Professor Randall Rader Preaches the Blessings of Patents for Innovation at Hong Kong University



Professor Randall Rader (George Washington University School of Law), former Chief Judge of the United States Court of Appeals for the Federal Circuit, who is now busy working as an arbitrator gave the keynote speech “US Patent System and the Lessons to Hong Kong”.

Professor Rader gave example of the blessings of the patent system by pointing to cancer research. Not only one cannot map the genome of healthy cells but also of cancerous cells. In the latter case there are many anomalies in the cell. Because there are so many, not one single inventor can come up with all medical solutions. Professor Rader argued that the patent system is crucial not only because it is a way for inventors to get a loan at a bank or be rewarded and continue their research, but because of the disclosures intrinsic to the patent system it is the way for other researchers to learn about the research and to collaborate and be linked to other scientists. Therefore the Hong Kong patent system can be a conduit for facilitating this international collaboration.

Most learning, Professor Rader, asserted goes incrementally, little by little. Unlike insights by people like Einstein, who happened to be a patent examiner at the Swiss patent office. Professor Rader pointed out the relation between Einstein’s work to examine the transmission of electric signals and electrical-mechanical synchronization of time, and his thought experiments that led him to his conclusion about the nature of light and the fundamental connection between space and time.

“Maybe the next Einstein was born in Manila or Hong Kong and can be identified by the patent system.”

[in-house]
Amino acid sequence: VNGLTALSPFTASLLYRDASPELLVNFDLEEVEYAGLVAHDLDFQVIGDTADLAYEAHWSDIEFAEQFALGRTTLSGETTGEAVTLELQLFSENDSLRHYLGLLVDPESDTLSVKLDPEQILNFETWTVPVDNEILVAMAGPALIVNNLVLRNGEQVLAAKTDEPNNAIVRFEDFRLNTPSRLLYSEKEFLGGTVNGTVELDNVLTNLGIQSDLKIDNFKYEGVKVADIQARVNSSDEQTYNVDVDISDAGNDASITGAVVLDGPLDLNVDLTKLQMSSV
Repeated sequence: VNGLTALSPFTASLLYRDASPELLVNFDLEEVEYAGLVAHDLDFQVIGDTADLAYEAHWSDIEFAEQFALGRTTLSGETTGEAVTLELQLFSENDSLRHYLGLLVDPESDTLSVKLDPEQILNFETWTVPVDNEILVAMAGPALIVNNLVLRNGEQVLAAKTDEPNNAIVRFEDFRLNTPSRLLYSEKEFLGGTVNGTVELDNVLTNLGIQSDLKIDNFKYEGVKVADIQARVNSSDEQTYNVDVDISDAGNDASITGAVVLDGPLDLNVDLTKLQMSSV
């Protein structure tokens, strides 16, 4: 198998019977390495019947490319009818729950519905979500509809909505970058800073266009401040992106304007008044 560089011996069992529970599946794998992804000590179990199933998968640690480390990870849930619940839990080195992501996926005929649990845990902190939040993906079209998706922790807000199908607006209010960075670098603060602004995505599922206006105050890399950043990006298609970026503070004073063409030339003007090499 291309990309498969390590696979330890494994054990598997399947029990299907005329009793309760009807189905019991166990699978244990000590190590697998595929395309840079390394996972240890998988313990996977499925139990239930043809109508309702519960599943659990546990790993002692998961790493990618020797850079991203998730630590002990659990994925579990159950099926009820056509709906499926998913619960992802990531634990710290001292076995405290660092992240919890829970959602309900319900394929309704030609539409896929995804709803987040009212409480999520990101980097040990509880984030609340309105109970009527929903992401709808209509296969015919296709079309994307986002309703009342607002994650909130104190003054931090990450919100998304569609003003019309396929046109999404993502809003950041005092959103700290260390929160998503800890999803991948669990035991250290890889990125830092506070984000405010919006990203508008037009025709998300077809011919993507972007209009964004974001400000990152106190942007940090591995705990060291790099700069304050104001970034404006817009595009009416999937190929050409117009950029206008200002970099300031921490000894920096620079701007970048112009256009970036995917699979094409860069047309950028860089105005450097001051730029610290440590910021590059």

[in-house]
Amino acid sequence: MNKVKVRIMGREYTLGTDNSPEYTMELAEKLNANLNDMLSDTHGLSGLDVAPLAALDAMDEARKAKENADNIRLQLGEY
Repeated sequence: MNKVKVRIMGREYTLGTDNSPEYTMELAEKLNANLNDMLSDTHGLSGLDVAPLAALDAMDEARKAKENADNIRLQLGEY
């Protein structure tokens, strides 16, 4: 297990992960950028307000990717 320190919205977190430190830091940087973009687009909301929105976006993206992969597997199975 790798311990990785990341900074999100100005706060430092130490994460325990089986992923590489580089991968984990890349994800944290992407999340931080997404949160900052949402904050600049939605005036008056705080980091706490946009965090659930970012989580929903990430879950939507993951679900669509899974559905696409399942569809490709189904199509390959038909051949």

Professor Rader argued that successful corporations can be identified by their IP. From idle ideas to profit via the patent.

According to Professor Rader Hong Kong is well positioned to a centre for adjudication, since the special administrative region has one foot in common law and one foot in the civil law.

Professor Rader argued that the grant of a patent to the inventor was a fundamental human right: dignity to the inventor for a valuable contribution to society, in many times a life’s endeavour.

For Professor Rader the question whether patents are stimulating or stifling innovation is unequivocally clear: each patent that is granted should by definition be an advance over the prior art. Professor Rader asserted that there is no such thing as the tragedy of the anti-commons in regard to inventions in biomedical research, and, referring to an article by Michael Heller and Rebecca Eisenberg “Can Patents Deter Innovation? The Anticommons in Biomedical Research” Science 280, 698 (1998),, said that it could not be proofed. However, I think it was Heller and Eisenberg’s goal to signal potential problems with the patent system. Therefore, one can argue that there is also no conclusive proof that the patent system is only beneficial for the creation of innovation.

See more of the Worldwide Patent Law Reform and Hong Kong’s Response HKU Workshop here:

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Albert S.K. Ho of Hong Kong Customs Gives Preview of the Future of Enforcement, Including 3D Printing

During the IP HK-EU Series 2013 Expert Conference, which was entitled “Hong Kong – European Union Cooperation in Protecting and Developing Intellectual Property and Brands: Current Situation and Future Trend”, September 2 at the Hong Kong Baptist University, Albert Ho, Assistant Commissioner, Intelligence and Investigation Branch, Hong Kong Customs and Excise, shared some great ideas that would help right holders worldwide enforce their rights in Hong Kong.


Innovative rights holders can stay one step ahead the producers of counterfeits, but they have to inform the customs of how to distinguish between genuine and counterfeit products. The practice was that a representative of the rights holders goes to the customs and checks whether the products are genuine or not, or gives the customs training to be able to do this by themselves. Hong Kong Customs and Excise has been thinking outside of the box about ways that rights holders outside Kong Kong can help determine Hong Kong Customs what is counterfeit.



Hong Kong Customs and Excise is developing electronic recordation of the goods;
A video-link could be established between Hong Kong Customs and the rights holder, so that the latter can virtually examine whether the goods are counterfeit;
The rights holder can send the design file of their product which includes some indicators that distinguish genuine from counterfeit to Hong Kong Customs, which they subsequently can print out via a 3D printer.


“New at IP Dragon: HK Customs will experiment with 3D printing to enforce” vBdTq

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